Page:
Even though he’s a superb 100 guy, this is probably Eric Ress’ better event. He had an epic battle against Cory Chitwood two years ago, coming up just short against the Arizona star over the final 50 yards. With Chitwood gone, Ress still has to fend off a deep field, including Cal freshman Jacob Pebley, and a trio of Stanford swimmers who finished 2-3-4 a year ago (Nolan, and senior two-headed monster [thanks, Braden] Matthew Swanston and Matt Thompson). Straight-up, I think Nolan can win this race, but NCAA’s is as grueling of a three-day meet as it gets. Nolan will have 5-6 more swims under his belt than Pebley at this point, and he has to shoulder a heavier burden (pressure, team expectations, etc) than Ress over the three-day span.
Swanston and Thompson each finished in the top 5 in 2011 and 2012, and are in great position following PAC-12’s (where they were far from their best). Neither really has to pull relay duty next week (apart from maybe Swanston swimming prelims of the 400 medley), and this is the event they gear up for most.
We like the odds of two other returning A-Finalists, Alex Lendrum of USC (6th last year) and Jacob Hanson of Eastern Michigan (7th). Lendrum’s seedtime (1:42.29) from this fall secured him a spot at NCAA’s early in the year, and it didn’t look like he was 6th gear at PAC-12’s. He’s been under 1:41 before (1:40.82 last season), and his slower seed sets him up well. Hanson swam under his seedtime at NCAA’s last season, and is returning this year a whole second faster.
100 Back Rankings
- Tom Shields, Cal – 46.12
- David Nolan, Stanford – 46.20
- Eric Ress, Indiana – 46.14
- Kyle Owens, Auburn – 45.60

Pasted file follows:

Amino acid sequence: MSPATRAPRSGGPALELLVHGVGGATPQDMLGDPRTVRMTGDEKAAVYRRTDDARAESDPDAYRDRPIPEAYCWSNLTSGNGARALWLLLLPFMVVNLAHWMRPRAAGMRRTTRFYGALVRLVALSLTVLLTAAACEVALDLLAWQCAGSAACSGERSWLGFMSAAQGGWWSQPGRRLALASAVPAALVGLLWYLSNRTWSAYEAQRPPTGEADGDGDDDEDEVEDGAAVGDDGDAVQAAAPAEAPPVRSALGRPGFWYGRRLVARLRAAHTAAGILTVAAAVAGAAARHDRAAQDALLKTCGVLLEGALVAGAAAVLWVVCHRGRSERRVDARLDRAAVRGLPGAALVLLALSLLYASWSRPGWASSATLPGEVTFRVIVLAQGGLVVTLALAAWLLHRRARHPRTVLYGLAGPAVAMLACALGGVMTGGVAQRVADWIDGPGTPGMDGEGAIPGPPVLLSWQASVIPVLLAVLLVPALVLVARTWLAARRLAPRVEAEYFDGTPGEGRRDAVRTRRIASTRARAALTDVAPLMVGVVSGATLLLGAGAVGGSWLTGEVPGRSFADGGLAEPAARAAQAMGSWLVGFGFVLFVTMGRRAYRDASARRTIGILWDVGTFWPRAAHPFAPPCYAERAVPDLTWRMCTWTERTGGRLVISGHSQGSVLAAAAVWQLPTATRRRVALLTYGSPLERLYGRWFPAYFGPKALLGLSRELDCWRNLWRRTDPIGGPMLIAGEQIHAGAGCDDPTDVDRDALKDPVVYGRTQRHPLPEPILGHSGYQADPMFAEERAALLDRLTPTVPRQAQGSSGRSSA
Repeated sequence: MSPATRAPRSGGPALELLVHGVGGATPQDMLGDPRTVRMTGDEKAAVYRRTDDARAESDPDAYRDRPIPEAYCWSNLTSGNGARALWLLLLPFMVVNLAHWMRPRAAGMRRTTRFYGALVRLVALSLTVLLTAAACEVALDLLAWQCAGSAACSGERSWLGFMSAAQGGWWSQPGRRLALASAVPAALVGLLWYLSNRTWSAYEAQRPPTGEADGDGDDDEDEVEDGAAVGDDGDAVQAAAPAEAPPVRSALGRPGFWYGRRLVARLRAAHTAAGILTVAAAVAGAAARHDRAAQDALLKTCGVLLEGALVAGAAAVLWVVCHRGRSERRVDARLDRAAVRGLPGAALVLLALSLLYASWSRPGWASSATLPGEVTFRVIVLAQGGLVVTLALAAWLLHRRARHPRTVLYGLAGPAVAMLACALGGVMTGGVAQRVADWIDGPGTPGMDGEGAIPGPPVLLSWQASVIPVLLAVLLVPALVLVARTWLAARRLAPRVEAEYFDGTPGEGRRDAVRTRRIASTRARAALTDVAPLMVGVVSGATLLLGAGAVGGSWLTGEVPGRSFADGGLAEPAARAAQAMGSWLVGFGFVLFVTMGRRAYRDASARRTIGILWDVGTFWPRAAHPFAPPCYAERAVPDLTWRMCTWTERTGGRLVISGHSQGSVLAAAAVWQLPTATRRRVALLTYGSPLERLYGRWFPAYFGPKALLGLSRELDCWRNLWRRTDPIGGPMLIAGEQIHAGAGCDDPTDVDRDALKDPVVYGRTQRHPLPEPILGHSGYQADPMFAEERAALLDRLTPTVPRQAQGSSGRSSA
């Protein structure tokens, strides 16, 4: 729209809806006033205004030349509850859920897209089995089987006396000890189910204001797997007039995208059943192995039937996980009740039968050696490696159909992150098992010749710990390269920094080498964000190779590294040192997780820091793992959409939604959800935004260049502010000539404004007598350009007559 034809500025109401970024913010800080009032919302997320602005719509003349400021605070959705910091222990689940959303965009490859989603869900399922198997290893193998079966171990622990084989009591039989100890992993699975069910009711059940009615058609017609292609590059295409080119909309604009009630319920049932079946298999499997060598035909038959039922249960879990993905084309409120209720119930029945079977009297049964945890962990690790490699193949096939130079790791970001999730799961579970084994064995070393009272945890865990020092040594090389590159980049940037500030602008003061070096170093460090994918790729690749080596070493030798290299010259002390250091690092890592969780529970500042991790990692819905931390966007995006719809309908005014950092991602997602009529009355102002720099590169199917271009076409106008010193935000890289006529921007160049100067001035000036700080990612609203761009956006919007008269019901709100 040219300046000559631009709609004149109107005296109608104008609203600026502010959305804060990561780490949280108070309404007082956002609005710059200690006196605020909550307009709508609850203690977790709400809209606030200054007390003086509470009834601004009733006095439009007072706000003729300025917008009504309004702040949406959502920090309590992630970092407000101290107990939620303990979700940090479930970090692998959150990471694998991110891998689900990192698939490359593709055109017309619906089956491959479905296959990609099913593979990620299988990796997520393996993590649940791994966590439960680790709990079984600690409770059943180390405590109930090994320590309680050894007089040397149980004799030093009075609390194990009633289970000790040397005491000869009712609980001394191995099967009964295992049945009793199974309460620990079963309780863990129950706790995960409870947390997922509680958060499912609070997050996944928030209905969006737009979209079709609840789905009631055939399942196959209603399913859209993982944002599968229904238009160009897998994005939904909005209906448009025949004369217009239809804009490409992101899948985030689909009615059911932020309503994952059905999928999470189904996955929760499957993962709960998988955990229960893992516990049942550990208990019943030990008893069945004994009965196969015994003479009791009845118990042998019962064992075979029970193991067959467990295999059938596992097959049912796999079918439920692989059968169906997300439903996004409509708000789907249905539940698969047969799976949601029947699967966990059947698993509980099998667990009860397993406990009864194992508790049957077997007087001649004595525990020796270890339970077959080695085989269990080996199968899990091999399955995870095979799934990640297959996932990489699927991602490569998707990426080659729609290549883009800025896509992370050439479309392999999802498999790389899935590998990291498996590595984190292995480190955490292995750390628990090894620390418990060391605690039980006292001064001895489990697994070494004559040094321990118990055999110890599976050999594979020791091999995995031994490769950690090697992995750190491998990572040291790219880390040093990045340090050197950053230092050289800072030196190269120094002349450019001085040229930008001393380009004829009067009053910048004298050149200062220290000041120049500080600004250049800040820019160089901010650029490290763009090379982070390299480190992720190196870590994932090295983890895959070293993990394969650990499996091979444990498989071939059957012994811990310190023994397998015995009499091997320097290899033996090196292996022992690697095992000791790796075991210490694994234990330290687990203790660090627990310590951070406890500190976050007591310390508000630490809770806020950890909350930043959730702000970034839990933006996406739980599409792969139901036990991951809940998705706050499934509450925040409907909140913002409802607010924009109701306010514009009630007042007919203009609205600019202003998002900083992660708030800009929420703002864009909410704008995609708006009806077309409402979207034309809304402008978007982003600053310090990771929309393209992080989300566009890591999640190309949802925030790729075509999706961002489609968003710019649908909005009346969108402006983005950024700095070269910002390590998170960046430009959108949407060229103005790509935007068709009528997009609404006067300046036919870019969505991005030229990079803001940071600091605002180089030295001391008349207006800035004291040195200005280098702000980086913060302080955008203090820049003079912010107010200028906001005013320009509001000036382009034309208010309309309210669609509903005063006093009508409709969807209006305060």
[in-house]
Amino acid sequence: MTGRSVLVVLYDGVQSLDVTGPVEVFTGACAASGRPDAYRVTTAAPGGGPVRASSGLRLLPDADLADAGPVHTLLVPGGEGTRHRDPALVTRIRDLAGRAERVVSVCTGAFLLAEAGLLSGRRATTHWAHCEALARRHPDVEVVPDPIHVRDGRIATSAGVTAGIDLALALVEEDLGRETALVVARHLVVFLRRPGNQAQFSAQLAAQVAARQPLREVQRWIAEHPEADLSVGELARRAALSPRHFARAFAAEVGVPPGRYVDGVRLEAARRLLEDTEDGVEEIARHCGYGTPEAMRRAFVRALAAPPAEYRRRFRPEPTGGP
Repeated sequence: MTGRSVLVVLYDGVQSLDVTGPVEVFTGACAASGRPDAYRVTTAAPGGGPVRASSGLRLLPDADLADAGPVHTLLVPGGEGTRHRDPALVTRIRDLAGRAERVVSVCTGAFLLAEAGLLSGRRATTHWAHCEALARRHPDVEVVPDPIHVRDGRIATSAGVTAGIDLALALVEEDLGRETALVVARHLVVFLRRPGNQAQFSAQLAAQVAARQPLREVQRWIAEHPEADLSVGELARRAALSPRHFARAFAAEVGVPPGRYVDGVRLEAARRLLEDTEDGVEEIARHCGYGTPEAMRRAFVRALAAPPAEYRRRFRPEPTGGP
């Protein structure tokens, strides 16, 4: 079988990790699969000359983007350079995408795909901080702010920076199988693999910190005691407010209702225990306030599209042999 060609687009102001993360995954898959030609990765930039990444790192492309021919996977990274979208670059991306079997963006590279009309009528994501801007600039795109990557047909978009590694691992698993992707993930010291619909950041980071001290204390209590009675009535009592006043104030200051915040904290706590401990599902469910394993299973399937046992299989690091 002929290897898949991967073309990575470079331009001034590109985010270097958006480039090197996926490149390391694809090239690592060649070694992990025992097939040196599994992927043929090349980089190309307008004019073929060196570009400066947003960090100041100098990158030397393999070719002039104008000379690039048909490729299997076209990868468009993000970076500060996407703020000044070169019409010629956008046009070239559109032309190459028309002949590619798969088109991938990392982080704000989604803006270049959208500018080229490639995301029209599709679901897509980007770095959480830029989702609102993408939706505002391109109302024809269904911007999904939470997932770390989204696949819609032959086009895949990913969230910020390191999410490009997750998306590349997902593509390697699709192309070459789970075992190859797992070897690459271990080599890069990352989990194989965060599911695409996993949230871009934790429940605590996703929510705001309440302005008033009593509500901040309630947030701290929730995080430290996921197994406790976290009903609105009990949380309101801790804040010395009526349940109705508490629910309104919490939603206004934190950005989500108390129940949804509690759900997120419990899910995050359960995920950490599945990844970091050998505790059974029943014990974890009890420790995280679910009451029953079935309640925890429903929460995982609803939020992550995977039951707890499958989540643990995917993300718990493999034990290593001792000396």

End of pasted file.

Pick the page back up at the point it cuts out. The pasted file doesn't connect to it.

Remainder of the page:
- Mitchell Friedemann, Arizona – 45.93
- Sam Rairden, Tennessee – 46.07
- Tony Cox, Cal – 46.12
- James Wells, Indiana – 45.52
Darkhorses: Jacob Jarzen, Michigan State. Jarzen opted against this event last year, but overall he had a very good NCAA’s (including B-Final performances in the 200 back and 100 fly). The Spartan senior has continued to improve every year, and he’ll look to double up in the 100 fly-100 back double on day two. Also, don’t lose track of Matthew Swanston or Kip Darmody. Both are way down the psych sheet, but have scored well in this event in the past and have strong NCAA histories.
With Stanford having three swimmers in good position to return to the A-Final (and a 4th qualifier in Will Gunderson), I’ve been having visions the 200 back could go like this…
200 back rankings (dream scenario)
T-1. Matthew Swanston, Matt Thompson and Will Gunderson, Stanford
4. David Nolan, Stanford (wait your turn, Dave)
5. Connor McDonald, Ohio State
6. Steven Zimmerman, Ohio State
7. Jacob Hanson, Eastern Michigan
8. Jacob Jarzen, Michigan State
But here are the actual predictions…
200 back rankings (actual predictions)
- Eric Ress, Indiana – 1:40.22
- Jacob Pebley, Cal – 1:40.45
- David Nolan, Stanford – 1:40.39
- Matthew Swanston, Stanford – 1:42.52
- Matt Thompson, Stanford – 1:42.70
- Jacob Hanson, Eastern Michigan – 1:41.19
- Kyle Owens, Auburn – 1:39.69
- Alex Lendrum, USC – 1:42.29
Darkhorses: It’s hard to call Austin Surhoff a darkhorse, but he’s seeded all the way down at 34. He didn’t have a great swim in this event last year, but he was in the top 8 in 2011. If he returns to form, he can sneak into the top 8. EDIT: Marcin Tarczynski, Kip Darmody, and Friedemann are also way down the psych sheet and deserve a shout out. Crazy field this year.